Skunk Evidence of Intrusion-Depressions Under Structures and Woodpiles
If you think you may have skunks in your yard and gardens you may want to consider searching for their home. Look for smooth depressions under woodpiles or porches. These are normally fairly shallow with a depth of three (3) to four (4) inches at the most.
Skunk Evidence of Intrusion-Feeding Holes
Skunks dig for their supper which can leave fairly tell tale evidence of intrusion. If you wake one morning to find several holes within a few yards of each other this could be a fair sign that a skunk has been feeding on your lawn insects. Look for holes that range from one (1) to three (3) inches in diameter with the same range of depth.
Skunk Evidence of Intrusion-Birdfeeder Food Missing
If you fill your bird feeder at night so that you can awake to sweet melody of song birds singing happily in your yard only to find that the feeder has emptied before the sun comes up, this could mean that a skunk has decided to make your bird seed his dinner.
Skunk Evidence of Intrusion-Scat
Because skunks do most of their foraging above ground looking for scat, droppings or excrement, is a good way to determine if you have skunks in your yard. Skunk scat will vary in size with the larger species, the Striped and Hog-nosed having droppings that are about one half inch in diameter and two (2) to four (4) inches long to the smaller sized droppings of the Spotted and Hooded skunks that will be about one quarter inch in diameter and one (1) to two (2) inches in length. When examining the scat it would not be unusual to find undigested particles of hair, seeds, and small insect skeletons and bone fragments from small mammals.
Skunk Evidence of Intrusion-Tracks
Look for tracks of the skunk in soft dirt, mud and snow. These may be found close to feeding areas such as next to your raspberry canes. Skunk tracks look a lot like cat prints but have five (5) toes instead of four (4). Look for tracks that are staggered and almost on top of each other. Note the long claw marks on the image below-this is very distinctive to skunks when comparing to a cat pawprints.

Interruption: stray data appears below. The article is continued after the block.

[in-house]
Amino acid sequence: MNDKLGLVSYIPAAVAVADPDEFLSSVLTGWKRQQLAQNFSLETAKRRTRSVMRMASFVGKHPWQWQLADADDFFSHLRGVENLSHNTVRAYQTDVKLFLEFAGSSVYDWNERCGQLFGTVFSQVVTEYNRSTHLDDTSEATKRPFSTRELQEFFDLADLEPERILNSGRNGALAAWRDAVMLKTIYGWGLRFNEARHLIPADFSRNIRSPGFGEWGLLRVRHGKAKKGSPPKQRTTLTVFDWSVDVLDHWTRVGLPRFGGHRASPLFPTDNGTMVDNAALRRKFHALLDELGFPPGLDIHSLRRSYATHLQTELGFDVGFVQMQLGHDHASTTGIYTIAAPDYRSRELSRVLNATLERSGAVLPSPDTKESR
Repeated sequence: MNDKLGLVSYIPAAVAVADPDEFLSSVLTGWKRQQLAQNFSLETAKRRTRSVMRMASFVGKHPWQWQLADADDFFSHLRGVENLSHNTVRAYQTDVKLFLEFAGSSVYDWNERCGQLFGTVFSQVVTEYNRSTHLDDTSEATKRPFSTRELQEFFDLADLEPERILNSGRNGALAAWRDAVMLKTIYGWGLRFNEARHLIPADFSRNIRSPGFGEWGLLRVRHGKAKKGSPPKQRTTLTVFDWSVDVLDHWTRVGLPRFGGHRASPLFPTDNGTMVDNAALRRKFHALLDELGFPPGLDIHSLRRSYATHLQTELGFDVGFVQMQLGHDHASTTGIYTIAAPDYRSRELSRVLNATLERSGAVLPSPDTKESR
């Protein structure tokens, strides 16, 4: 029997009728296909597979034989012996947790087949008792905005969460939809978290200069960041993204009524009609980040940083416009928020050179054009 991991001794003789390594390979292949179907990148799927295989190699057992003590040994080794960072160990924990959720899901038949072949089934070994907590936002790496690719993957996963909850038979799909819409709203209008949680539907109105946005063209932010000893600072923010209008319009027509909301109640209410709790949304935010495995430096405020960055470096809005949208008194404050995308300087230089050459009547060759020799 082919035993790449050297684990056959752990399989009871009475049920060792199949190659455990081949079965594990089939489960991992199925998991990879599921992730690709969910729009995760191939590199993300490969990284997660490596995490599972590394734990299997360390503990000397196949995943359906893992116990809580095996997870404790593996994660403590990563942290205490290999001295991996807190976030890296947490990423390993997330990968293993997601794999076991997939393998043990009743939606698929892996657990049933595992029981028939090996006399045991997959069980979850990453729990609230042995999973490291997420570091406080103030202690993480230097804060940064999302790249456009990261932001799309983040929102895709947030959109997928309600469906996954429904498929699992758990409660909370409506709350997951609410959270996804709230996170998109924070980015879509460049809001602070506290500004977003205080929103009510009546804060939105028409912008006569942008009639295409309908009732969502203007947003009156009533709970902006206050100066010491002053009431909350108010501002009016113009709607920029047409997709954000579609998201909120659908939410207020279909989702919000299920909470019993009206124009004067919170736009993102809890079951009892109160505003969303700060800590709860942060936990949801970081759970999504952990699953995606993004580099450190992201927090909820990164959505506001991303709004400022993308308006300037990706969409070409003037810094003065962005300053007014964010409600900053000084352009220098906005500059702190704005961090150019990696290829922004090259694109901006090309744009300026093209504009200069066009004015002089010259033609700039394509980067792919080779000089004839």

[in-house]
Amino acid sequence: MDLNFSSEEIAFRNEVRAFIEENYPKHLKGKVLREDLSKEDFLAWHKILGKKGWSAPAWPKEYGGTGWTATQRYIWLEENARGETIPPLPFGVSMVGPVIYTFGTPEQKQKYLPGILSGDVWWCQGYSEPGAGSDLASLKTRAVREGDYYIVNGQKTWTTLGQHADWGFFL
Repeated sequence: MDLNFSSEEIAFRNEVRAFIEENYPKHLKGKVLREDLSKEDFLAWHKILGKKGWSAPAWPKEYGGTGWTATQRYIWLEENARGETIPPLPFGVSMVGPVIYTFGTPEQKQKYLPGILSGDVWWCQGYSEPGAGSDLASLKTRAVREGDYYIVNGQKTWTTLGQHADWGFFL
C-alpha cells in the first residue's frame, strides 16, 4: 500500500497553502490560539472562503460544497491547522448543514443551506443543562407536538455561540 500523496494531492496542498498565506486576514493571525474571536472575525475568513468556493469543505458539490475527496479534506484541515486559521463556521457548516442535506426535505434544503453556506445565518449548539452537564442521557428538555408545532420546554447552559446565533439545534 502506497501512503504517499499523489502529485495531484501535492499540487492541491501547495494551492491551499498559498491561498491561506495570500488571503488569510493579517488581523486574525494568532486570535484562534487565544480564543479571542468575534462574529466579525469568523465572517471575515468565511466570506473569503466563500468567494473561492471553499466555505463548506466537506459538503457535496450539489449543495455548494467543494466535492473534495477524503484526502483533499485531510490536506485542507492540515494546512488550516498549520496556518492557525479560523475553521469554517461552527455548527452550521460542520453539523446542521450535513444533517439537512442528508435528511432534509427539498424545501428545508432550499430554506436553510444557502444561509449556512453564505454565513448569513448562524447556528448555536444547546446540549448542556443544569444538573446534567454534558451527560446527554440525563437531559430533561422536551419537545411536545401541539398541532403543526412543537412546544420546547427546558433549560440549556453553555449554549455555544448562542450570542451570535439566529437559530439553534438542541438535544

Skunk Evidence of Intrusion-Rolled Back Sod
If find that your sod has been carefully rolled back you could conclude that a skunk has been for a visit. They often roll back the sod to get to those juicy grubs underneath.
Skunk Evidence of Intrusion-Musky Odor
Even if skunks do not spray in your yard, if they use your property as regular pathway or dinner stop you will begin to note a faint musky smell associated with the skunk.
Skunk Evidence of Intrusion-Barking Dogs
Skunks are nocturnal animals and while they aren’t very vocal their presence may alert many animals include neighborhood dogs. If you are hearing barking dogs during the night it may indicate skunk presence in your area.
Skunk Evidence of Intrusion-Torn Logs in the Woodpile
In their quest for juicy insects skunks will tear into partially rotted wood to get to some of the best beetles and borers. If you are noting tares in the logs of your woodpiles or in any logs or limbs laying on the ground this could be evidence of skunk intrusion on your land.
Skunk Evidence of Intrusion-Disturbed Garbage
If you are noticing your trash cans have been raided during the night, it could mean that there are skunks intruding.
Skunk Evidence of Intrusion-Lower Ears of Corn Eaten
Damage to the lower ears of corn without the stalks being knocked down is a sign of skunks in your yard.